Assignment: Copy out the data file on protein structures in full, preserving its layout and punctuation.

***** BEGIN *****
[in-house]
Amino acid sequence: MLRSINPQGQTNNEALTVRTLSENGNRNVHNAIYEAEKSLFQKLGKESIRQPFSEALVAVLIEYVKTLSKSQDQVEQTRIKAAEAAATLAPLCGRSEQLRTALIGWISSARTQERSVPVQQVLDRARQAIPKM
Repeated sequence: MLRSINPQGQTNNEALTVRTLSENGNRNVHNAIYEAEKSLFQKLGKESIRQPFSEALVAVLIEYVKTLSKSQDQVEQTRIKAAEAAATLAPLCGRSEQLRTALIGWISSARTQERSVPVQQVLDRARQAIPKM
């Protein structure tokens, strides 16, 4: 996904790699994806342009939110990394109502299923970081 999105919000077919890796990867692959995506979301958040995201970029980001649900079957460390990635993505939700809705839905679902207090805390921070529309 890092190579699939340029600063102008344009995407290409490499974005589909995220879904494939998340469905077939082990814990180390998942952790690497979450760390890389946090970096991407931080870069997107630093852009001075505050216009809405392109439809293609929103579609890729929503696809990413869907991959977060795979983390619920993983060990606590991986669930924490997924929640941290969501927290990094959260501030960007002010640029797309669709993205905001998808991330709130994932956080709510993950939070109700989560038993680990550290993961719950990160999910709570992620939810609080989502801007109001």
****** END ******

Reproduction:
[in-house]
Amino acid sequence: MLRSINPQGQTNNEALTVRTLSENGNRNVHNAIYEAEKSLFQKLGKESIRQPFSEALVAVLIEYVKTLSKSQDQVEQTRIKAAEAAATLAPLCGRSEQLRTALIGWISSARTQERSVPVQQVLDRARQAIPKM
Repeated sequence: MLRSINPQGQTNNEALTVRTLSENGNRNVHNAIYEAEKSLFQKLGKESIRQPFSEALVAVLIEYVKTLSKSQDQVEQTRIKAAEAAATLAPLCGRSEQLRTALIGWISSARTQERSVPVQQVLDRARQAIPKM
């Protein structure tokens, strides 16, 4: 996904790699994806342009939110990394109502299923970081 999105919000077919890796990867692959995506979301958040995201970029980001649900079957460390990635993505939700809705839905679902207090805390921070529309 890092190579699939340029600063102008344009995407290409490499974005589909995220879904494939998340469905077939082990814990180390998942952790690497979450760390890389946090970096991407931080870069997107630093852009001075505050216009809405392109439809293609929103579609890729929503696809990413869907991959977060795979983390619920993983060990606590991986669930924490997924929640941290969501927290990094959260501030960007002010640029797309669709993205905001998808991330709130994932956080709510993950939070109700989560038993680990550290993961719950990160999910709570992620939810609080989502801007109001």